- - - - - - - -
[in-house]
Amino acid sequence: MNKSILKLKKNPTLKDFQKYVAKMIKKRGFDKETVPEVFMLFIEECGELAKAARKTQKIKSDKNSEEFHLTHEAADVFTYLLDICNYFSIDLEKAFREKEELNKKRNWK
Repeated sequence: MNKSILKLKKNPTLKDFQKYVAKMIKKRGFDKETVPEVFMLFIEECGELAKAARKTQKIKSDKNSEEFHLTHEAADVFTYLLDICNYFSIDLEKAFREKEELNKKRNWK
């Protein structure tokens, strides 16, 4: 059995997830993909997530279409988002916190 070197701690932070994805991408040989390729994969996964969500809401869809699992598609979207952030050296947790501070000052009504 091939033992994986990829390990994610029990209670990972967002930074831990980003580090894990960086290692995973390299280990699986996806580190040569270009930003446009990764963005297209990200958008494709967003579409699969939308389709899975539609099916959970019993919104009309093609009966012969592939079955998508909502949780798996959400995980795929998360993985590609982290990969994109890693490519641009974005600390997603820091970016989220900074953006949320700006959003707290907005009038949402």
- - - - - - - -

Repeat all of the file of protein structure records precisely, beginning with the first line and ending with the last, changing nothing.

[in-house]
Amino acid sequence: MNKSILKLKKNPTLKDFQKYVAKMIKKRGFDKETVPEVFMLFIEECGELAKAARKTQKIKSDKNSEEFHLTHEAADVFTYLLDICNYFSIDLEKAFREKEELNKKRNWK
Repeated sequence: MNKSILKLKKNPTLKDFQKYVAKMIKKRGFDKETVPEVFMLFIEECGELAKAARKTQKIKSDKNSEEFHLTHEAADVFTYLLDICNYFSIDLEKAFREKEELNKKRNWK
């Protein structure tokens, strides 16, 4: 059995997830993909997530279409988002916190 070197701690932070994805991408040989390729994969996964969500809401869809699992598609979207952030050296947790501070000052009504 091939033992994986990829390990994610029990209670990972967002930074831990980003580090894990960086290692995973390299280990699986996806580190040569270009930003446009990764963005297209990200958008494709967003579409699969939308389709899975539609099916959970019993919104009309093609009966012969592939079955998508909502949780798996959400995980795929998360993985590609982290990969994109890693490519641009974005600390997603820091970016989220900074953006949320700006959003707290907005009038949402």